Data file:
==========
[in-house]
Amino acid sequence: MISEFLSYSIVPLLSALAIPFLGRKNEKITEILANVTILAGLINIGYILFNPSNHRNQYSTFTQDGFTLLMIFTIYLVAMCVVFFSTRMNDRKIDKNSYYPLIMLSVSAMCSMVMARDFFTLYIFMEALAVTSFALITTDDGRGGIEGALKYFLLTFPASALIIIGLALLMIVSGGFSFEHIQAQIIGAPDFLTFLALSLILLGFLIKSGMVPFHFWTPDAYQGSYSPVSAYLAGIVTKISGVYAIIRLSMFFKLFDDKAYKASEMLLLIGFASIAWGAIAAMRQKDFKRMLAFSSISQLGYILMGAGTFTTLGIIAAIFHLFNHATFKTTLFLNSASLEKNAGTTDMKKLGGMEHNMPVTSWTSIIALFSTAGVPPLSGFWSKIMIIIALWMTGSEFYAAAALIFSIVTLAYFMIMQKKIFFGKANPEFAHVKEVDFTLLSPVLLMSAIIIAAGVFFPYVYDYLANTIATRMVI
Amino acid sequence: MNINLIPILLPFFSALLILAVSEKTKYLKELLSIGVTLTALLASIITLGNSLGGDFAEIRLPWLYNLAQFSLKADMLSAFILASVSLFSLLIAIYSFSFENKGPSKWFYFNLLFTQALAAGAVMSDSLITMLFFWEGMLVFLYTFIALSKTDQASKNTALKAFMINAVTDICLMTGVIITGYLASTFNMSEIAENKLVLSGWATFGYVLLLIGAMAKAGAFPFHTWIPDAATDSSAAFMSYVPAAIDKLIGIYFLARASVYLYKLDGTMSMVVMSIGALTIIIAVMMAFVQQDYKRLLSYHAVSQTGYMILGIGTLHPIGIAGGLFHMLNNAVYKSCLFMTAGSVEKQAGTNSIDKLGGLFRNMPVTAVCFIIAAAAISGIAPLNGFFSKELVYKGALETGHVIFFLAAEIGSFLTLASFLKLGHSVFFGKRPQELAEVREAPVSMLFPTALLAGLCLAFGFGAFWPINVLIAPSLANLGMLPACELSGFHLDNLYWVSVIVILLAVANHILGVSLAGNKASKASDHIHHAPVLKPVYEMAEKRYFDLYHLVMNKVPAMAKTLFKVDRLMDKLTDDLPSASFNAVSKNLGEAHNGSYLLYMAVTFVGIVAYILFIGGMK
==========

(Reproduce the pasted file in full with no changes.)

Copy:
[in-house]
Amino acid sequence: MISEFLSYSIVPLLSALAIPFLGRKNEKITEILANVTILAGLINIGYILFNPSNHRNQYSTFTQDGFTLLMIFTIYLVAMCVVFFSTRMNDRKIDKNSYYPLIMLSVSAMCSMVMARDFFTLYIFMEALAVTSFALITTDDGRGGIEGALKYFLLTFPASALIIIGLALLMIVSGGFSFEHIQAQIIGAPDFLTFLALSLILLGFLIKSGMVPFHFWTPDAYQGSYSPVSAYLAGIVTKISGVYAIIRLSMFFKLFDDKAYKASEMLLLIGFASIAWGAIAAMRQKDFKRMLAFSSISQLGYILMGAGTFTTLGIIAAIFHLFNHATFKTTLFLNSASLEKNAGTTDMKKLGGMEHNMPVTSWTSIIALFSTAGVPPLSGFWSKIMIIIALWMTGSEFYAAAALIFSIVTLAYFMIMQKKIFFGKANPEFAHVKEVDFTLLSPVLLMSAIIIAAGVFFPYVYDYLANTIATRMVI
Amino acid sequence: MNINLIPILLPFFSALLILAVSEKTKYLKELLSIGVTLTALLASIITLGNSLGGDFAEIRLPWLYNLAQFSLKADMLSAFILASVSLFSLLIAIYSFSFENKGPSKWFYFNLLFTQALAAGAVMSDSLITMLFFWEGMLVFLYTFIALSKTDQASKNTALKAFMINAVTDICLMTGVIITGYLASTFNMSEIAENKLVLSGWATFGYVLLLIGAMAKAGAFPFHTWIPDAATDSSAAFMSYVPAAIDKLIGIYFLARASVYLYKLDGTMSMVVMSIGALTIIIAVMMAFVQQDYKRLLSYHAVSQTGYMILGIGTLHPIGIAGGLFHMLNNAVYKSCLFMTAGSVEKQAGTNSIDKLGGLFRNMPVTAVCFIIAAAAISGIAPLNGFFSKELVYKGALETGHVIFFLAAEIGSFLTLASFLKLGHSVFFGKRPQELAEVREAPVSMLFPTALLAGLCLAFGFGAFWPINVLIAPSLANLGMLPACELSGFHLDNLYWVSVIVILLAVANHILGVSLAGNKASKASDHIHHAPVLKPVYEMAEKRYFDLYHLVMNKVPAMAKTLFKVDRLMDKLTDDLPSASFNAVSKNLGEAHNGSYLLYMAVTFVGIVAYILFIGGMK